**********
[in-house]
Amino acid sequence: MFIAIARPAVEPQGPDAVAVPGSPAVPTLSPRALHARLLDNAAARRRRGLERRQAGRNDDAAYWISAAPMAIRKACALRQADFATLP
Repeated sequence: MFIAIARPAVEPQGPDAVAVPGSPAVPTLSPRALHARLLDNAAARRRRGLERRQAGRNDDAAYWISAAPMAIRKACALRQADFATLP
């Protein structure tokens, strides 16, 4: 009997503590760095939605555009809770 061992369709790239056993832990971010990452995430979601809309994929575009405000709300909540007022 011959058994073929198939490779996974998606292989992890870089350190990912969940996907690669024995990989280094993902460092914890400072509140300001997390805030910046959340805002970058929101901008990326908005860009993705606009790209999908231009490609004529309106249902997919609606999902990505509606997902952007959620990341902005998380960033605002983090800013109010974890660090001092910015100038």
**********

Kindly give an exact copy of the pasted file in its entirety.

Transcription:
[in-house]
Amino acid sequence: MFIAIARPAVEPQGPDAVAVPGSPAVPTLSPRALHARLLDNAAARRRRGLERRQAGRNDDAAYWISAAPMAIRKACALRQADFATLP
Repeated sequence: MFIAIARPAVEPQGPDAVAVPGSPAVPTLSPRALHARLLDNAAARRRRGLERRQAGRNDDAAYWISAAPMAIRKACALRQADFATLP
């Protein structure tokens, strides 16, 4: 009997503590760095939605555009809770 061992369709790239056993832990971010990452995430979601809309994929575009405000709300909540007022 011959058994073929198939490779996974998606292989992890870089350190990912969940996907690669024995990989280094993902460092914890400072509140300001997390805030910046959340805002970058929101901008990326908005860009993705606009790209999908231009490609004529309106249902997919609606999902990505509606997902952007959620990341902005998380960033605002983090800013109010974890660090001092910015100038």